Bell Gardens Recall Effort Launched


A Bell Gardens citizens group has launched a voter recall campaign against council supporters of City Manager Maria Chacon in an effort to permanently wrest power from the embattled official, who faces political corruption charges.

The recall attempt is the first sign of a brewing power struggle in the blue-collar community since Chacon was charged in June with violating conflict-of-interest laws. The effort could ultimately determine whether Chacon's once-formidable support base has crumbled under the weight of the continuing investigation and a flurry of negative publicity.

The recall group is taking aim at the council majority of Salvador Franco, Daniel Crespo and Mayor Ramiro Morales, who were served with recall papers at Monday night's council meeting.

For Morales, it's at least the 12th recall effort mounted again him.

The three councilmen have been criticized for resisting efforts to oust Chacon from her post.

Recall supporters say removing all vestiges of Chacon's influence would help restore stability and public confidence in a city tainted by the corruption investigation.

"The situation is getting worse and worse. It has hit the lowest point, and there is no improvement," said Hugo Escalera, the primary resident behind the recall effort. He said his group is confident that it can gather about 2,500 signatures needed for a recall election to be authorized.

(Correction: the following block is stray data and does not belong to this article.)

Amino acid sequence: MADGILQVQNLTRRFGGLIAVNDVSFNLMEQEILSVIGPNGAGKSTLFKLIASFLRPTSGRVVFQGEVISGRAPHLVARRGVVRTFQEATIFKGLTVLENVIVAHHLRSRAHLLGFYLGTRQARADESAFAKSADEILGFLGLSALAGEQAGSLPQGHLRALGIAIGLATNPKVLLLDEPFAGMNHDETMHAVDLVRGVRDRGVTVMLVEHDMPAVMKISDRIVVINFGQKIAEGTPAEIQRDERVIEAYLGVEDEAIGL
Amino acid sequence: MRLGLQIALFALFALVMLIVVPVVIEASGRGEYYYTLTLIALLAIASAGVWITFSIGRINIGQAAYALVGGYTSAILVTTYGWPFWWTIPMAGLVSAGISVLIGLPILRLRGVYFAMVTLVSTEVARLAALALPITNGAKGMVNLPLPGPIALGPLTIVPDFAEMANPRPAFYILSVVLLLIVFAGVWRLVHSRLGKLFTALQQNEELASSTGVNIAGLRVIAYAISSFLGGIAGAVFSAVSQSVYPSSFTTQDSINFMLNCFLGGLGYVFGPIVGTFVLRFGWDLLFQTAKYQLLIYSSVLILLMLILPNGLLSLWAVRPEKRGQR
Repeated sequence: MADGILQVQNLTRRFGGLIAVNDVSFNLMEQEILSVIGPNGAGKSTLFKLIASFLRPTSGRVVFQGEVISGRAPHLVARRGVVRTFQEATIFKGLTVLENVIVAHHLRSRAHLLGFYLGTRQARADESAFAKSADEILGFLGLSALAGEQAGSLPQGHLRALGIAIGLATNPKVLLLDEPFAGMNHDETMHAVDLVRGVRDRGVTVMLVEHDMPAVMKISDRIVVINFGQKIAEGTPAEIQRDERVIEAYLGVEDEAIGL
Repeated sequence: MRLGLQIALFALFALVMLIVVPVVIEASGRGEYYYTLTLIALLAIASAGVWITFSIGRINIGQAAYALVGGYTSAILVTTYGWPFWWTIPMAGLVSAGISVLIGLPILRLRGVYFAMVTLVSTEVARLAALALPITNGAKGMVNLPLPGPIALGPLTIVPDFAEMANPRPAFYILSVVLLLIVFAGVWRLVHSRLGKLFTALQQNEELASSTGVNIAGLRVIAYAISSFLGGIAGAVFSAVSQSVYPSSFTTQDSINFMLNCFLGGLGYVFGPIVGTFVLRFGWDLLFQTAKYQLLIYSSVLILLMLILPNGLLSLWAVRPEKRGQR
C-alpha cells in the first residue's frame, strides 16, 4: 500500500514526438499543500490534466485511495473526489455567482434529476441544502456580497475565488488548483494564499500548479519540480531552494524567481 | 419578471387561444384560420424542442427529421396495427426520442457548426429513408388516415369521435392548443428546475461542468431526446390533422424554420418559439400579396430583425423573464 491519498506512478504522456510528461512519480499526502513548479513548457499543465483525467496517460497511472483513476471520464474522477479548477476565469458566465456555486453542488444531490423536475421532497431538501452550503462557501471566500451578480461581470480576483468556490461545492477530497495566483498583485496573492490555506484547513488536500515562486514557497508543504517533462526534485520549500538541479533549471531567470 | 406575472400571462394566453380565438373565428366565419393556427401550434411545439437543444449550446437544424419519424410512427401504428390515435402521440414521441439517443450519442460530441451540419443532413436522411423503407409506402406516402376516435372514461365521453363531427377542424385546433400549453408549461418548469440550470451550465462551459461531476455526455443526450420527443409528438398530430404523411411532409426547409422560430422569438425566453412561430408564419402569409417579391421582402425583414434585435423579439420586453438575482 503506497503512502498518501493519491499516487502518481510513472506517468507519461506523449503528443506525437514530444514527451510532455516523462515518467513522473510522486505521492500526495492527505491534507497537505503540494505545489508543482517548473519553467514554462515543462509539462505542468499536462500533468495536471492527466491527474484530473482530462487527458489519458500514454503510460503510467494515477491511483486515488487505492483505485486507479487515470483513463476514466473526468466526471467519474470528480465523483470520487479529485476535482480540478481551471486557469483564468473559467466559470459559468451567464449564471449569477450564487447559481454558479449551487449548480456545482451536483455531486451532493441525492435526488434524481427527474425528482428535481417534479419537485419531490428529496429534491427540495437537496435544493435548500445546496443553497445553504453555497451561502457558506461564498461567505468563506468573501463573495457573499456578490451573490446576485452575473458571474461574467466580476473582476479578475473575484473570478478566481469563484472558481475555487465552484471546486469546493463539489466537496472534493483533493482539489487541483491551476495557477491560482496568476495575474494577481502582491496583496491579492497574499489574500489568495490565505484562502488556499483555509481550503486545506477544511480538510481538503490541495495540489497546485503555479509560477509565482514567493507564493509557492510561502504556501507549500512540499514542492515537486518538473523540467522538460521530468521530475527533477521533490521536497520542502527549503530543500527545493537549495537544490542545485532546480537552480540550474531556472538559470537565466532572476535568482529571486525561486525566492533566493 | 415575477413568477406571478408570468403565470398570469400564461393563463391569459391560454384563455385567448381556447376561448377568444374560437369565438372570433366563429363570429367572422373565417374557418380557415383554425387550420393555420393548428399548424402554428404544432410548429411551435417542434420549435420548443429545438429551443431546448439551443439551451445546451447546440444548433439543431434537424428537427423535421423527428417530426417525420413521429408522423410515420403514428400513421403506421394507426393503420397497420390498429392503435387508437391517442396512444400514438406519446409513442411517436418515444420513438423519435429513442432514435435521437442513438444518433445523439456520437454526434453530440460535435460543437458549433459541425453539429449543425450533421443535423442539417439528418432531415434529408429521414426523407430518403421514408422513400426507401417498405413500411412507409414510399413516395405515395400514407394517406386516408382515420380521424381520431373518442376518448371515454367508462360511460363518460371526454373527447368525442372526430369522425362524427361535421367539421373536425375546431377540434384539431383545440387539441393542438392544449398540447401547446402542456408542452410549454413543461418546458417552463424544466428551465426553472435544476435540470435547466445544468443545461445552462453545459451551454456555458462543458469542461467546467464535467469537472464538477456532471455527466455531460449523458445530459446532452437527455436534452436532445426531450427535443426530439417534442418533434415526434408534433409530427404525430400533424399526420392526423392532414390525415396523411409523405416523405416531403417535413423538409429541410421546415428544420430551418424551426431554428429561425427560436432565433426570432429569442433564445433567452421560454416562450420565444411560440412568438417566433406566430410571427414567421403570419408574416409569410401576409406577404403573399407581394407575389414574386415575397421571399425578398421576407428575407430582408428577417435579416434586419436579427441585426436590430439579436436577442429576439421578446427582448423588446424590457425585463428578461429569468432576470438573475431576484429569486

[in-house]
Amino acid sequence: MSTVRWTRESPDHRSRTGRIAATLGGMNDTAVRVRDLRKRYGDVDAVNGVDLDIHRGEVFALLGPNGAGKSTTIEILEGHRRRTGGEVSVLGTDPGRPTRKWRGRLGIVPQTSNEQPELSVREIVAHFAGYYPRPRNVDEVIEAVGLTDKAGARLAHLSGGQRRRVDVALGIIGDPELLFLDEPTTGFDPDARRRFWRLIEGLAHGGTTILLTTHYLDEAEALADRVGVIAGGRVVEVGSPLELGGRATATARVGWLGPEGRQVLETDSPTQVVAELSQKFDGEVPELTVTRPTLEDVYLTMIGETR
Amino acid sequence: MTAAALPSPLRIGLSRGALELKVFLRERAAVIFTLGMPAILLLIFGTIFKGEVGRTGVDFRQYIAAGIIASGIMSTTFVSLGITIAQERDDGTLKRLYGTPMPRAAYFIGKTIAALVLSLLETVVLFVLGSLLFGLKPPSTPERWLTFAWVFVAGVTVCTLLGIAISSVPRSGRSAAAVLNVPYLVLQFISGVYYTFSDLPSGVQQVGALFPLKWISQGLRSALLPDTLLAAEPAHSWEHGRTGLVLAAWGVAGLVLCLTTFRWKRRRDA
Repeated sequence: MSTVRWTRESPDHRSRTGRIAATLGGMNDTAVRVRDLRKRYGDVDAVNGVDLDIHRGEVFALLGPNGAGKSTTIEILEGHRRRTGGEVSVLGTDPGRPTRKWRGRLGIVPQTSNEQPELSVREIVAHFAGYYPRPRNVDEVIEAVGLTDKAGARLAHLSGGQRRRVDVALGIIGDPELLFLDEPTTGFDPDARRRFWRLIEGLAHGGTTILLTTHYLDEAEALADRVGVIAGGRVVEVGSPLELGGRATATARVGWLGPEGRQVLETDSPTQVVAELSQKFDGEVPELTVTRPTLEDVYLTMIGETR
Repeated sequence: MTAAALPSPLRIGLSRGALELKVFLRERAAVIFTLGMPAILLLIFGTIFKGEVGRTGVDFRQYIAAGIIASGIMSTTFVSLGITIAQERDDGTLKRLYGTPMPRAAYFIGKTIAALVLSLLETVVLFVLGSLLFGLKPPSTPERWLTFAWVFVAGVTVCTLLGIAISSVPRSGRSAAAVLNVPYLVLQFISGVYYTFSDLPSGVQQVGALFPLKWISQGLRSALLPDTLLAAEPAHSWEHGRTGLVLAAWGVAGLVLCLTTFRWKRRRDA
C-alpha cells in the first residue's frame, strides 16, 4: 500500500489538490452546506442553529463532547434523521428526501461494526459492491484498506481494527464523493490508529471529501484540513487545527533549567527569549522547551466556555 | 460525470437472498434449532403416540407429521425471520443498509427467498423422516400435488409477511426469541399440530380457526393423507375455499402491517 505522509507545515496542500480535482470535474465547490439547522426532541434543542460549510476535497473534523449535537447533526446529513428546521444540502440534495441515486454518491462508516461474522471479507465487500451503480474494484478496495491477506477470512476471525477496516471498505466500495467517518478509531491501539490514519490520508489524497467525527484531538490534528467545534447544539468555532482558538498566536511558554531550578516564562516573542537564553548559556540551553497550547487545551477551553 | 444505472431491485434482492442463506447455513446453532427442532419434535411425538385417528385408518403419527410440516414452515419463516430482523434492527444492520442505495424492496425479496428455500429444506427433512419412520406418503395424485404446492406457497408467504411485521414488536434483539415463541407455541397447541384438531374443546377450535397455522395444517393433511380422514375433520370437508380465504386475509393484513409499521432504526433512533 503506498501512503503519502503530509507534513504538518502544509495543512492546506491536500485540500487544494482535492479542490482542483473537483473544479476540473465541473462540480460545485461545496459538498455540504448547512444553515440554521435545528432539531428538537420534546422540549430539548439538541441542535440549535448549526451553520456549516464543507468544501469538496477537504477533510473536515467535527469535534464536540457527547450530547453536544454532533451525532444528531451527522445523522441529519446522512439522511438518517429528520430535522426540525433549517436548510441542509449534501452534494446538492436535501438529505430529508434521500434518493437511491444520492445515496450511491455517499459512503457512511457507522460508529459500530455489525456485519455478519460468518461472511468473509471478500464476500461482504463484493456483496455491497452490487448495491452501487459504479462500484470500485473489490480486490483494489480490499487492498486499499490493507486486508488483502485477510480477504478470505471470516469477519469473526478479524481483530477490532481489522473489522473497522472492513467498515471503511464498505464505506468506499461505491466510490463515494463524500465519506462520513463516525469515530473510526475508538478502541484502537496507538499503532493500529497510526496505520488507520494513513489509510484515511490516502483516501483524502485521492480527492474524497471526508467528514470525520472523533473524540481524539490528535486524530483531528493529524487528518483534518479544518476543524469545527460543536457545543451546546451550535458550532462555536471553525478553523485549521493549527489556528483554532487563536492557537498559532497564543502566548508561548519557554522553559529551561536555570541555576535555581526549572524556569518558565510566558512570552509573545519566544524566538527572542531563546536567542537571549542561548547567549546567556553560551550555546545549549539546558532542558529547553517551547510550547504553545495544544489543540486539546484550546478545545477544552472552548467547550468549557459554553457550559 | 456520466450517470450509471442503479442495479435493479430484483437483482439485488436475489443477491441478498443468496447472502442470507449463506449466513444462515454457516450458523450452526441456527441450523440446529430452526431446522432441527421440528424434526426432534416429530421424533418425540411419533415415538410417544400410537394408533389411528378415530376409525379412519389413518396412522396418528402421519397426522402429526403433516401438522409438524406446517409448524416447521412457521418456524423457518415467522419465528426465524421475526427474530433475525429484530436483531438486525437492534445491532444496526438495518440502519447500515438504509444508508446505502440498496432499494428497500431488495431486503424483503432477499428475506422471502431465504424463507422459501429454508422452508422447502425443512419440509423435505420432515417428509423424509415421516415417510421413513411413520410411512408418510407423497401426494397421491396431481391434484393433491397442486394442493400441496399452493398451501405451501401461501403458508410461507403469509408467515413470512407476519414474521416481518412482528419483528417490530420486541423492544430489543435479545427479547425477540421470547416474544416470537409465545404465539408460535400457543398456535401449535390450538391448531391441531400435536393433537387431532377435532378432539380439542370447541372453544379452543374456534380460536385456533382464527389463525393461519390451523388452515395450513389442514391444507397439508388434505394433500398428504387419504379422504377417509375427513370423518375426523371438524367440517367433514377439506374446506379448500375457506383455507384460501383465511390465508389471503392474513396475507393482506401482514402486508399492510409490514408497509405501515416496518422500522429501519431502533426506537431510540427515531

But others doubt that the effort will get off the ground and accuse organizers of using the recall attempt to settle petty personal disputes.

"They're just playing dirty politics because they lost the elections," Morales said.

Recall campaigns are nothing new in the overwhelmingly Latino city of about 45,000 residents. Since the white-majority council was recalled in the early 1990s, there have been dozens of other attempts, most of them ending in failure.

Morales said he and Chacon between them have been the target of at least 20 recall efforts, none of which reached the ballot box. The last successful attempt came in 1999, when a Chacon-led effort ousted three council members.

Despite past failures against Chacon and her allies, recall supporters say things will be different this time, especially since they believe her reputation has been irreparably damaged by the probe.

The recall will finish what prosecutors started and stamp out the corruption and cronyism that have plagued the city since Chacon rose to power in 1994, they say. Morales, Crespo and Franco, they say, symbolize everything that is wrong with the city.

"They represent corruption in our community," said Jennifer Rodriguez, a Chacon critic whose father is a former council member. "It's just time for them to leave."

The council placed Chacon on paid administrative leave after prosecutors alleged last month that, while a councilwoman, she pressured fellow fellow council members to vote for her appointment as city manager.

Chacon was not available for comment.

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